Facebook Twitter

Federal spending surges

Projected $401 billion ’03 deficit could soar to $480 billion in ’04

SHARE Federal spending surges

WASHINGTON — In the Washington blame game over who's responsible for ever-worsening federal deficit projections, Republicans and Democrats offer predictably different explanations. Republicans say a lousy economy is largely at fault; Democrats point the finger at President Bush's tax cuts.

But neither side talks much about a third factor that's just as important as the other two: Federal spending once again is going through the roof.

After a decade in which penny-pinching by both parties limited spending increases to about 3 percent a year, federal outlays are again heading upward quickly.

In the past four years, annual spending increases have shot up an average 6 percent, double the rate of inflation.

Last year, the federal budget grew by 7.9 percent, highest in a dozen years, and the Bush administration is projecting even higher increases this year, with spending nearing $2.2 trillion.

"The political consensus for restraining spending is just gone," said Robert Bixby, executive director of the budget watchdog Concord Coalition.

The surge in federal spending is tied largely to the government's ramped-up military and homeland security fight against terrorism. But it's hardly the only factor. In the past two years, for example, Medicaid spending has shot up 26 percent while Medicare costs have gone up 17 percent.

In some respects, the spending story is worse than it appears because lower interest rates have counterbalanced some of the growth. Last year, for example, government costs would have grown nearly 10 percent but for a $35 billion drop in interest payments.

The upshot is that Bush and Congress have set an aggressive spending course that is significantly deepening the government's swing toward annual deficits. The Congressional Budget Office last week projected a record $401 billion deficit this year, and warned that the red ink could reach $480 billion in 2004.

Less than three years ago, the budget office had projected a decade-long era of surpluses that, cumulatively, would exceed $5 trillion.

Many budget-watchers say that even the newly stark projections are too rosy.

A report by the Center on Budget and Policy Priorities said that if Congress approves a prescription-drug benefit for seniors and extends current tax policies, as most observers expect, annual deficits could reach $650 billion by 2013.

"Running deficits of this magnitude after the economy recovers," said Robert Greenstein, the group's executive director, "is a prescription for severe fiscal distress in the decades ahead."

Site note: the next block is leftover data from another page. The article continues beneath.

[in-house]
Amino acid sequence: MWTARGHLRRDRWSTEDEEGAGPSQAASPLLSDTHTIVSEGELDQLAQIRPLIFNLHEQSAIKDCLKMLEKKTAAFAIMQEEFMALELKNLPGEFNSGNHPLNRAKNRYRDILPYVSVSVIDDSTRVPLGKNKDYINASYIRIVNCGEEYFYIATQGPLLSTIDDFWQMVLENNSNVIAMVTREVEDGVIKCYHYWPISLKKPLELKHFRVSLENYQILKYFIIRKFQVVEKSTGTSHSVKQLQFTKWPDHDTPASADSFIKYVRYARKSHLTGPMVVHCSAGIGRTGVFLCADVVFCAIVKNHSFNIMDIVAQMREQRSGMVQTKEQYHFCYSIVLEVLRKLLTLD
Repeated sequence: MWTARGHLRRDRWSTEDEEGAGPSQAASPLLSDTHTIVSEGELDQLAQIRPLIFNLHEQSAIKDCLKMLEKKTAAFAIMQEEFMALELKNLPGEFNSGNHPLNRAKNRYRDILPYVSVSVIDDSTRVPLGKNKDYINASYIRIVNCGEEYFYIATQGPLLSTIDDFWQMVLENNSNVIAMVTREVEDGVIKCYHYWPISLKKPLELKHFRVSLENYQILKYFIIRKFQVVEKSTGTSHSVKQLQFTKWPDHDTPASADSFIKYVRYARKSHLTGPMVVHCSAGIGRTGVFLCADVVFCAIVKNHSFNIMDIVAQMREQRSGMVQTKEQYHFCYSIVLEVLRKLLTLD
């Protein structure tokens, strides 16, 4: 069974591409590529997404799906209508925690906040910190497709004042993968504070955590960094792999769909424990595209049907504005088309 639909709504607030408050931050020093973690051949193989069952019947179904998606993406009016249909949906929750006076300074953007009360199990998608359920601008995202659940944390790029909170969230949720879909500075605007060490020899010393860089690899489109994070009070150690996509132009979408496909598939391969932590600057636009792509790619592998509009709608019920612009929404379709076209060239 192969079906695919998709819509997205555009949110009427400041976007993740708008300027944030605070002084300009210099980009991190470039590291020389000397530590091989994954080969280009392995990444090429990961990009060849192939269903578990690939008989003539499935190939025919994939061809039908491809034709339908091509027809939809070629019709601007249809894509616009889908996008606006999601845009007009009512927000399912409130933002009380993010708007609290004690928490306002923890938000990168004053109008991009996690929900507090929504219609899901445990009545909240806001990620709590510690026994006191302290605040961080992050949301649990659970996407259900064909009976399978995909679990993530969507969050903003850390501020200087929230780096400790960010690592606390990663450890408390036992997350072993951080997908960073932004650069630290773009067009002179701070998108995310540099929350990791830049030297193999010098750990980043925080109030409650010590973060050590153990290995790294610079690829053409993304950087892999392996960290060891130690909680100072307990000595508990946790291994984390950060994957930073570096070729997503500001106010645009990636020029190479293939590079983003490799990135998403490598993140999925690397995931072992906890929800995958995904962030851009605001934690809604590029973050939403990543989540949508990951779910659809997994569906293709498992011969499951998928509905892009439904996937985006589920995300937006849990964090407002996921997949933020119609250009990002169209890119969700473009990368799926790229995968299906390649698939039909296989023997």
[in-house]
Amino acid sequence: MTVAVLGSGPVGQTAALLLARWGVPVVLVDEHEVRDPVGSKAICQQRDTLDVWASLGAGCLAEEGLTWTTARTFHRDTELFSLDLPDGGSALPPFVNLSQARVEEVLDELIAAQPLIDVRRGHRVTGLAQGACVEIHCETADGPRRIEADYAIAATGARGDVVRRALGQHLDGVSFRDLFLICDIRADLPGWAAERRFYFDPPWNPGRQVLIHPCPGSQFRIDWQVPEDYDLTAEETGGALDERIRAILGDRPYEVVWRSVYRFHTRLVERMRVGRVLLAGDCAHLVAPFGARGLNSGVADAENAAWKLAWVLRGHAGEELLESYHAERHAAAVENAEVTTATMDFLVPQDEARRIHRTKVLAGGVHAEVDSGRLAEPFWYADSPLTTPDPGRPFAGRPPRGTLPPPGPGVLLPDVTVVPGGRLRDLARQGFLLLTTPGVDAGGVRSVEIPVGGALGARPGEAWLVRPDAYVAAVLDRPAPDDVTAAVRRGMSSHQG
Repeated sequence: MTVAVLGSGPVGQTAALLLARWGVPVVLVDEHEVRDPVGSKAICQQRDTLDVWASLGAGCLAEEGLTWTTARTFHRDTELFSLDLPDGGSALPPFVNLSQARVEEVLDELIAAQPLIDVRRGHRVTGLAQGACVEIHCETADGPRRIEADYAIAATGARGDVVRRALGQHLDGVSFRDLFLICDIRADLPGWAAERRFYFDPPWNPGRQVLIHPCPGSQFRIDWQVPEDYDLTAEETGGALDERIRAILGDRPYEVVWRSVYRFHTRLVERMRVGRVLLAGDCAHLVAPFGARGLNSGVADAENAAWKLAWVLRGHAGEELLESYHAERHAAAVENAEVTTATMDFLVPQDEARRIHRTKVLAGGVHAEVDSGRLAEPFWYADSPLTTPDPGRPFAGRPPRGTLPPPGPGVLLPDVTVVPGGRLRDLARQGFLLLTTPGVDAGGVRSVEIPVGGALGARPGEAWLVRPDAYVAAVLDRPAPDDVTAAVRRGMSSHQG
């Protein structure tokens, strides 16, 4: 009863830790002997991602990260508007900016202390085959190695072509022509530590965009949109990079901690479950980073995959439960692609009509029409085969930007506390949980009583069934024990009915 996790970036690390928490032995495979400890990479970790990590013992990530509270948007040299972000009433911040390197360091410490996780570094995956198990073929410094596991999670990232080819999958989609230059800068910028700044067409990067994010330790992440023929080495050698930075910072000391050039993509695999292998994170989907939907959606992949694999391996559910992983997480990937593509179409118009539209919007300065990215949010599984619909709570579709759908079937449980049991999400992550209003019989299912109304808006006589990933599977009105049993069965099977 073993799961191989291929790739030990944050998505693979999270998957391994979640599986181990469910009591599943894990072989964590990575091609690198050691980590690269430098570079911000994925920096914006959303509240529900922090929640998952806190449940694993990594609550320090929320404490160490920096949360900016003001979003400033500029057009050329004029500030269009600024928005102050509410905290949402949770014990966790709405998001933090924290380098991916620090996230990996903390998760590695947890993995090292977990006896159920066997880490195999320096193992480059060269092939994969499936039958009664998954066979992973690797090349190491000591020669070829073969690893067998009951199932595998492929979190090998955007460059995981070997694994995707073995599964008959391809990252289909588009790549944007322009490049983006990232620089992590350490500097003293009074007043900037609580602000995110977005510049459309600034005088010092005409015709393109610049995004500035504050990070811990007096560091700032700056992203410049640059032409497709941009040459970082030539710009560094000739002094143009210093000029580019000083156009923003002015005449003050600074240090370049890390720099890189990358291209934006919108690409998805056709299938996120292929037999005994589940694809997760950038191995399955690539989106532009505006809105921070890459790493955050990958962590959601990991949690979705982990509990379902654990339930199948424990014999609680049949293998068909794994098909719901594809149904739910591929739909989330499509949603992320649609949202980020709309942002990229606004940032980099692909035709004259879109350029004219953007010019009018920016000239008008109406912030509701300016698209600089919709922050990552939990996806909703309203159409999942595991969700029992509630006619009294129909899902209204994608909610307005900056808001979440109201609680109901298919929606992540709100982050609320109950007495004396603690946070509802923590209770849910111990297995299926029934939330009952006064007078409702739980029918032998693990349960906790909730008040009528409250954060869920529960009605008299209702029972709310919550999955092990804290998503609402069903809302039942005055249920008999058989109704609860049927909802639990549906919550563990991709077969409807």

Rep. John Spratt of South Carolina, top Democrat on the House Budget Committee, said the unfavorable budget trends are occurring at precisely the wrong time. "At a time when the nation should be saving for the retirement of the baby boomers," he said, "budget policies are saddling us with long-term debt."

The Bush administration defends its spending policies as both economically prudent and necessary to defend the country against the threat of terrorism. While lamenting resulting deficits, officials say, the combination of tax cuts and growing spending have helped to limit damage from the recession.

In some respects, the federal government's core growth has been masked for a full decade. Throughout most of the 1990s, military spending was on a steady decline, reflecting the peace dividend that came with the end of the Cold War. Then, with the unexpected arrival of annual surpluses, interest expense began to fall. With lower rates accelerating the trend, interest costs this year are down nearly $100 billion from the peak year of 1998.

Budget forecasters say neither trend is likely to continue over the next 10 years.

The federal government's new spending binge runs counter to the painful experience of the 50 states, nearly all of which have slashed budgets drastically in the past three years in the face of sharp revenue declines.

What's different about the states' situations is that they are bound by constitutions to operate with balanced budgets. Congress and the president have no such limitation.

Bixby of the Concord Coalition says only political will can prevent federal deficits from ballooning. And that quality, he says, is sorely lacking in Washington right now.

"There really is no plan by anyone to deal with this," he said. "This is quite clearly a gamble. The White House is gambling that something will happen — some boom that will take care of this problem."